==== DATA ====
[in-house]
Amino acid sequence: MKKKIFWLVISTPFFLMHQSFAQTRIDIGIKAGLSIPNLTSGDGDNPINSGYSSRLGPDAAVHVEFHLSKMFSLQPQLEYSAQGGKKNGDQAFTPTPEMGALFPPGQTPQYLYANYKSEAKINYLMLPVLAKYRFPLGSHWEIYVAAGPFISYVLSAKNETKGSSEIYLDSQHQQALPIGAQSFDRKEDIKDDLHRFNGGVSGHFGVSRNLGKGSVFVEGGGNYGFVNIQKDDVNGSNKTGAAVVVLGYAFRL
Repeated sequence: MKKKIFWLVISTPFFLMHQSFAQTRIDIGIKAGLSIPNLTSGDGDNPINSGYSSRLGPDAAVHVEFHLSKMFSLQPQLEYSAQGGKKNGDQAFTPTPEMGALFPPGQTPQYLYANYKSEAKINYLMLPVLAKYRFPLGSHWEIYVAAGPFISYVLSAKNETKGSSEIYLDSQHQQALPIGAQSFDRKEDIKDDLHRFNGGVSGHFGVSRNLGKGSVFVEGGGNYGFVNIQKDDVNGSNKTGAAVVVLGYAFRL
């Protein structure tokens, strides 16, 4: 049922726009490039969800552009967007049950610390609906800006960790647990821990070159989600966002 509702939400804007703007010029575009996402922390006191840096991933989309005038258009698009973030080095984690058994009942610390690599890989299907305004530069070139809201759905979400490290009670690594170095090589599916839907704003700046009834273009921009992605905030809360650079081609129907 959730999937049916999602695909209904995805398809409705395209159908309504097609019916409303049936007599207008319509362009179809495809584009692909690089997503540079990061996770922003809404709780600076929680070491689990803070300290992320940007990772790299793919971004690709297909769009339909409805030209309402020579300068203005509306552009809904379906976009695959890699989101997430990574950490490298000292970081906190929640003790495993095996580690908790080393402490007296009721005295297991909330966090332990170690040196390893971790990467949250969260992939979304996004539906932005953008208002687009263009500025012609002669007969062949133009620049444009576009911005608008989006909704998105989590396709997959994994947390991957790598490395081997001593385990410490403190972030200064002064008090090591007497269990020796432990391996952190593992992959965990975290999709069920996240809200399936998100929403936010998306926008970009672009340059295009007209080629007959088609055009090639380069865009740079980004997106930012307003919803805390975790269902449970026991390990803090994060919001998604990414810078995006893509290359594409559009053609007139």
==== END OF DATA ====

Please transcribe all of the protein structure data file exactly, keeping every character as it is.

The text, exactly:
[in-house]
Amino acid sequence: MKKKIFWLVISTPFFLMHQSFAQTRIDIGIKAGLSIPNLTSGDGDNPINSGYSSRLGPDAAVHVEFHLSKMFSLQPQLEYSAQGGKKNGDQAFTPTPEMGALFPPGQTPQYLYANYKSEAKINYLMLPVLAKYRFPLGSHWEIYVAAGPFISYVLSAKNETKGSSEIYLDSQHQQALPIGAQSFDRKEDIKDDLHRFNGGVSGHFGVSRNLGKGSVFVEGGGNYGFVNIQKDDVNGSNKTGAAVVVLGYAFRL
Repeated sequence: MKKKIFWLVISTPFFLMHQSFAQTRIDIGIKAGLSIPNLTSGDGDNPINSGYSSRLGPDAAVHVEFHLSKMFSLQPQLEYSAQGGKKNGDQAFTPTPEMGALFPPGQTPQYLYANYKSEAKINYLMLPVLAKYRFPLGSHWEIYVAAGPFISYVLSAKNETKGSSEIYLDSQHQQALPIGAQSFDRKEDIKDDLHRFNGGVSGHFGVSRNLGKGSVFVEGGGNYGFVNIQKDDVNGSNKTGAAVVVLGYAFRL
């Protein structure tokens, strides 16, 4: 049922726009490039969800552009967007049950610390609906800006960790647990821990070159989600966002 509702939400804007703007010029575009996402922390006191840096991933989309005038258009698009973030080095984690058994009942610390690599890989299907305004530069070139809201759905979400490290009670690594170095090589599916839907704003700046009834273009921009992605905030809360650079081609129907 959730999937049916999602695909209904995805398809409705395209159908309504097609019916409303049936007599207008319509362009179809495809584009692909690089997503540079990061996770922003809404709780600076929680070491689990803070300290992320940007990772790299793919971004690709297909769009339909409805030209309402020579300068203005509306552009809904379906976009695959890699989101997430990574950490490298000292970081906190929640003790495993095996580690908790080393402490007296009721005295297991909330966090332990170690040196390893971790990467949250969260992939979304996004539906932005953008208002687009263009500025012609002669007969062949133009620049444009576009911005608008989006909704998105989590396709997959994994947390991957790598490395081997001593385990410490403190972030200064002064008090090591007497269990020796432990391996952190593992992959965990975290999709069920996240809200399936998100929403936010998306926008970009672009340059295009007209080629007959088609055009090639380069865009740079980004997106930012307003919803805390975790269902449970026991390990803090994060919001998604990414810078995006893509290359594409559009053609007139």